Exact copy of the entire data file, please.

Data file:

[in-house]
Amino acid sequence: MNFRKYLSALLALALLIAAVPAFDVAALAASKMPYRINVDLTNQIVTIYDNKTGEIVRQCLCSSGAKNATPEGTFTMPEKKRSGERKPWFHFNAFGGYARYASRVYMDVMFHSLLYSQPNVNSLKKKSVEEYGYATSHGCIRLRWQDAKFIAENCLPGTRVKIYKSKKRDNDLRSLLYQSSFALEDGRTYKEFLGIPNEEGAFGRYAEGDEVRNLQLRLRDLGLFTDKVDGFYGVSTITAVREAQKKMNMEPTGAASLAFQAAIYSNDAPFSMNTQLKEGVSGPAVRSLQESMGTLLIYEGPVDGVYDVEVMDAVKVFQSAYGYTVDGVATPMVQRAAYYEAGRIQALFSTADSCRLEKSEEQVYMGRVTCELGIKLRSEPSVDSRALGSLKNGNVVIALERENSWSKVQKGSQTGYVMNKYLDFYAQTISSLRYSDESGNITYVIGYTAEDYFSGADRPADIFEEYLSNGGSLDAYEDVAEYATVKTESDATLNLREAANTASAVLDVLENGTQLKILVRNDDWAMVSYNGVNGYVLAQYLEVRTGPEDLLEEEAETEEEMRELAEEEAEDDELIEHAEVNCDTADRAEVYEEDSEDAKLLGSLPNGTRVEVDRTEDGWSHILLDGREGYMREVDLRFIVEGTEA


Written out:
[in-house]
Amino acid sequence: MNFRKYLSALLALALLIAAVPAFDVAALAASKMPYRINVDLTNQIVTIYDNKTGEIVRQCLCSSGAKNATPEGTFTMPEKKRSGERKPWFHFNAFGGYARYASRVYMDVMFHSLLYSQPNVNSLKKKSVEEYGYATSHGCIRLRWQDAKFIAENCLPGTRVKIYKSKKRDNDLRSLLYQSSFALEDGRTYKEFLGIPNEEGAFGRYAEGDEVRNLQLRLRDLGLFTDKVDGFYGVSTITAVREAQKKMNMEPTGAASLAFQAAIYSNDAPFSMNTQLKEGVSGPAVRSLQESMGTLLIYEGPVDGVYDVEVMDAVKVFQSAYGYTVDGVATPMVQRAAYYEAGRIQALFSTADSCRLEKSEEQVYMGRVTCELGIKLRSEPSVDSRALGSLKNGNVVIALERENSWSKVQKGSQTGYVMNKYLDFYAQTISSLRYSDESGNITYVIGYTAEDYFSGADRPADIFEEYLSNGGSLDAYEDVAEYATVKTESDATLNLREAANTASAVLDVLENGTQLKILVRNDDWAMVSYNGVNGYVLAQYLEVRTGPEDLLEEEAETEEEMRELAEEEAEDDELIEHAEVNCDTADRAEVYEEDSEDAKLLGSLPNGTRVEVDRTEDGWSHILLDGREGYMREVDLRFIVEGTEA